Japan has begun vaccinating its elderly residents against COVID-19 as Tokyo imposes a set of tougher restrictions to blunt a fourth wave of the pandemic.
Only about 120 sites across Japan opened Monday to distribute the first dose of the two-shot Pfizer vaccine to people 65 and older. Officials say they expect about 100 million doses of the Pfizer vaccine to arrive by the end of June, enough to inoculate Japan’s 36 million elderly residents as the country races to vaccinate as many people as possible in time for the Tokyo Olympics, which begin on July 23.
Tokyo Governor Yuriko Koike has urged bars and restaurants in the prefecture to reduce their normal business hours, and is urging residents to avoid non-essential trips under an order that will remain in effect until May 11. Many areas of Japan are under various states of emergency due to growing rates of new coronavirus infections, which have complicated plans for the traditional relay of the Olympic torch across the country.
Britain eases restrictions
Monday marked the beginning of Britain’s reopening after nearly three months under a strict lockdown in response to a new wave of infections sparked by more transmissible strain of the coronavirus discovered late last year in the southeastern county of Kent. Thousands of gyms, hair salons, retail shops and zoos reopened their doors across England, along with bars and restaurants, which are limited to just outdoor service.
Similar restrictions remain in place in Scotland, Wales and Northern Ireland, which have their own timetables for reopening.
Britain has the sixth highest number of COVID-19 infections in the world with 4.3 million confirmed cases, including 127,331 deaths, the fifth highest in that category, according to Johns Hopkins Coronavirus Resource Center. The country has administered more than 39 million doses of vaccines, with almost 7 million people fully vaccinated. The United States continues to lead in both cases and deaths, with 31.1 million total infections and 562,066 deaths.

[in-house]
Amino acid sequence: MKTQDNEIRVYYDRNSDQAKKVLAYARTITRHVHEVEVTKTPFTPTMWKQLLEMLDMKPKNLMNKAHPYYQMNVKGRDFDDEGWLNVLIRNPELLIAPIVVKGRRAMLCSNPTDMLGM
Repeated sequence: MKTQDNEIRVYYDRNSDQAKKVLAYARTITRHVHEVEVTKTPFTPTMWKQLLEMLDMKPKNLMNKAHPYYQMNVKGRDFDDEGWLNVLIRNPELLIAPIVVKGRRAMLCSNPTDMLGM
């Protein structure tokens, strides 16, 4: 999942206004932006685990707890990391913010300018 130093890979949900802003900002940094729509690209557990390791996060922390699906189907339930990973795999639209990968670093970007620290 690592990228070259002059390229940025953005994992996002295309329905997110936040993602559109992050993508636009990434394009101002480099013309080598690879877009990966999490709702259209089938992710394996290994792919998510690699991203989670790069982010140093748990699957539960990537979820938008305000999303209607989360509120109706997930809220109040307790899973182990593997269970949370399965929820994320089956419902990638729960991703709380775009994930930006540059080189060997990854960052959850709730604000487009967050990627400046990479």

China looking at other vaccines
Meanwhile, China said it is considering using vaccines developed in other countries in conjunction with vaccines developed in China to boost the efficacy of China’s vaccines.
Gao Fu, the head of the Chinese Center for Disease Control and Prevention, told attendees at a conference in the southwest city of Chengdu Saturday that public health officials must “consider ways to solve the issue that efficacy rates of existing vaccines are not high.”
Gao’s comments were a rare admission from China about its domestically produced COVID-19 vaccines. Health authorities in Brazil say late-stage clinical trials of the CoronaVac vaccine developed by Beijing-based private company Sinovac was just barely over 50% effective. In the United Arab Emirates, medical workers have recently begun offering a third dose of the vaccine developed by China’s Sinopharm company after reports surfaced of very low numbers of antibodies produced after the two dose regimen.